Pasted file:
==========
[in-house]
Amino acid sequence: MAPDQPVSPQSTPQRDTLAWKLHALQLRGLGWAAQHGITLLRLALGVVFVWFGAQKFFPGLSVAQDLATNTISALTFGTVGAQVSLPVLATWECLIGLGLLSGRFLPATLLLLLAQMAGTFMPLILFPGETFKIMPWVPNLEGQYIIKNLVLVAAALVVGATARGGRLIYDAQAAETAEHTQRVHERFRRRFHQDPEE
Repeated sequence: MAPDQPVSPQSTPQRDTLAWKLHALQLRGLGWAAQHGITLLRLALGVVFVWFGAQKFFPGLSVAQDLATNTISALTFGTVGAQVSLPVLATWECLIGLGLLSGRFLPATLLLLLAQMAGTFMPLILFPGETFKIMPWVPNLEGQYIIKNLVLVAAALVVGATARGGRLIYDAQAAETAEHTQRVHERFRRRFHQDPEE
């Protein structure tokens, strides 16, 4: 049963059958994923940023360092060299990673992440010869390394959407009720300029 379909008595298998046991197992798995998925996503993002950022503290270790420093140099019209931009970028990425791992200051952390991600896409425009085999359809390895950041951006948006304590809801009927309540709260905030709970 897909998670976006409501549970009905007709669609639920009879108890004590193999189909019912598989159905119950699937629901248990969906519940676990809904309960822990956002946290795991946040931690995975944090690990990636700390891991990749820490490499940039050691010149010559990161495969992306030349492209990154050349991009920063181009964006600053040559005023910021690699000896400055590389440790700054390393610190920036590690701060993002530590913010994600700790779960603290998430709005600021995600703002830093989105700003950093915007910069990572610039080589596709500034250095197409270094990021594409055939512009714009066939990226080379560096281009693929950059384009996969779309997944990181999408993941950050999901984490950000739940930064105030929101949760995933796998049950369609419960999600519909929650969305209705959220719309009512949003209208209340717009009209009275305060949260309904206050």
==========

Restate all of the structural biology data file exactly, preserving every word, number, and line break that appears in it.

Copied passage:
[in-house]
Amino acid sequence: MAPDQPVSPQSTPQRDTLAWKLHALQLRGLGWAAQHGITLLRLALGVVFVWFGAQKFFPGLSVAQDLATNTISALTFGTVGAQVSLPVLATWECLIGLGLLSGRFLPATLLLLLAQMAGTFMPLILFPGETFKIMPWVPNLEGQYIIKNLVLVAAALVVGATARGGRLIYDAQAAETAEHTQRVHERFRRRFHQDPEE
Repeated sequence: MAPDQPVSPQSTPQRDTLAWKLHALQLRGLGWAAQHGITLLRLALGVVFVWFGAQKFFPGLSVAQDLATNTISALTFGTVGAQVSLPVLATWECLIGLGLLSGRFLPATLLLLLAQMAGTFMPLILFPGETFKIMPWVPNLEGQYIIKNLVLVAAALVVGATARGGRLIYDAQAAETAEHTQRVHERFRRRFHQDPEE
């Protein structure tokens, strides 16, 4: 049963059958994923940023360092060299990673992440010869390394959407009720300029 379909008595298998046991197992798995998925996503993002950022503290270790420093140099019209931009970028990425791992200051952390991600896409425009085999359809390895950041951006948006304590809801009927309540709260905030709970 897909998670976006409501549970009905007709669609639920009879108890004590193999189909019912598989159905119950699937629901248990969906519940676990809904309960822990956002946290795991946040931690995975944090690990990636700390891991990749820490490499940039050691010149010559990161495969992306030349492209990154050349991009920063181009964006600053040559005023910021690699000896400055590389440790700054390393610190920036590690701060993002530590913010994600700790779960603290998430709005600021995600703002830093989105700003950093915007910069990572610039080589596709500034250095197409270094990021594409055939512009714009066939990226080379560096281009693929950059384009996969779309997944990181999408993941950050999901984490950000739940930064105030929101949760995933796998049950369609419960999600519909929650969305209705959220719309009512949003209208209340717009009209009275305060949260309904206050």